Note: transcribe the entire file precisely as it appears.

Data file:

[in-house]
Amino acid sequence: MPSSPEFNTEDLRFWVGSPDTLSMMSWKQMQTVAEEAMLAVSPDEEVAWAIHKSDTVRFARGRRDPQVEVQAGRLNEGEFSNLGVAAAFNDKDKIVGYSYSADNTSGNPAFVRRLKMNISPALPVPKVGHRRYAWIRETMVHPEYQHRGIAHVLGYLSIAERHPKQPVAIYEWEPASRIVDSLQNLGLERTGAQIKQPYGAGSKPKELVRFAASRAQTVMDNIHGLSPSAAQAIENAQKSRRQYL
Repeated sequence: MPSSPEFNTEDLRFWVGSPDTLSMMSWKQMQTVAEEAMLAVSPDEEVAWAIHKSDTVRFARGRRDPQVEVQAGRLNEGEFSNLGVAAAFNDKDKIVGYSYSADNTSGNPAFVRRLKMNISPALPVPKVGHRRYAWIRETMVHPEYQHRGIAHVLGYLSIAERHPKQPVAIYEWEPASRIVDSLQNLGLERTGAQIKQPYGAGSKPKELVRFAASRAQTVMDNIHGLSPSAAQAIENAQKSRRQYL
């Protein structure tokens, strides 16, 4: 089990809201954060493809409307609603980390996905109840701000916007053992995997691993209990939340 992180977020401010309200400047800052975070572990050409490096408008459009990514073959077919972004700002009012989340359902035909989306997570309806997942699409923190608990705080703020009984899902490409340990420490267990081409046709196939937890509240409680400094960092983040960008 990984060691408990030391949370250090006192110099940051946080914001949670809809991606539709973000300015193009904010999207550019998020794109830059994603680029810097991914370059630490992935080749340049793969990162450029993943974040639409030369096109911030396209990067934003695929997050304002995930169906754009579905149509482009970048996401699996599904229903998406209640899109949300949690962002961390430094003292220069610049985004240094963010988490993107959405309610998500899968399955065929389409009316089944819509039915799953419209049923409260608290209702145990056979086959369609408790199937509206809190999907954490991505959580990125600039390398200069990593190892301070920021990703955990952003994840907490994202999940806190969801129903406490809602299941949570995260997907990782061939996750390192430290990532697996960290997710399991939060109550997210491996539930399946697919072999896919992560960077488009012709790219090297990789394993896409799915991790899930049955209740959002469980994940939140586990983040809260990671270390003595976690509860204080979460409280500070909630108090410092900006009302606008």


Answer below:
[in-house]
Amino acid sequence: MPSSPEFNTEDLRFWVGSPDTLSMMSWKQMQTVAEEAMLAVSPDEEVAWAIHKSDTVRFARGRRDPQVEVQAGRLNEGEFSNLGVAAAFNDKDKIVGYSYSADNTSGNPAFVRRLKMNISPALPVPKVGHRRYAWIRETMVHPEYQHRGIAHVLGYLSIAERHPKQPVAIYEWEPASRIVDSLQNLGLERTGAQIKQPYGAGSKPKELVRFAASRAQTVMDNIHGLSPSAAQAIENAQKSRRQYL
Repeated sequence: MPSSPEFNTEDLRFWVGSPDTLSMMSWKQMQTVAEEAMLAVSPDEEVAWAIHKSDTVRFARGRRDPQVEVQAGRLNEGEFSNLGVAAAFNDKDKIVGYSYSADNTSGNPAFVRRLKMNISPALPVPKVGHRRYAWIRETMVHPEYQHRGIAHVLGYLSIAERHPKQPVAIYEWEPASRIVDSLQNLGLERTGAQIKQPYGAGSKPKELVRFAASRAQTVMDNIHGLSPSAAQAIENAQKSRRQYL
């Protein structure tokens, strides 16, 4: 089990809201954060493809409307609603980390996905109840701000916007053992995997691993209990939340 992180977020401010309200400047800052975070572990050409490096408008459009990514073959077919972004700002009012989340359902035909989306997570309806997942699409923190608990705080703020009984899902490409340990420490267990081409046709196939937890509240409680400094960092983040960008 990984060691408990030391949370250090006192110099940051946080914001949670809809991606539709973000300015193009904010999207550019998020794109830059994603680029810097991914370059630490992935080749340049793969990162450029993943974040639409030369096109911030396209990067934003695929997050304002995930169906754009579905149509482009970048996401699996599904229903998406209640899109949300949690962002961390430094003292220069610049985004240094963010988490993107959405309610998500899968399955065929389409009316089944819509039915799953419209049923409260608290209702145990056979086959369609408790199937509206809190999907954490991505959580990125600039390398200069990593190892301070920021990703955990952003994840907490994202999940806190969801129903406490809602299941949570995260997907990782061939996750390192430290990532697996960290997710399991939060109550997210491996539930399946697919072999896919992560960077488009012709790219090297990789394993896409799915991790899930049955209740959002469980994940939140586990983040809260990671270390003595976690509860204080979460409280500070909630108090410092900006009302606008």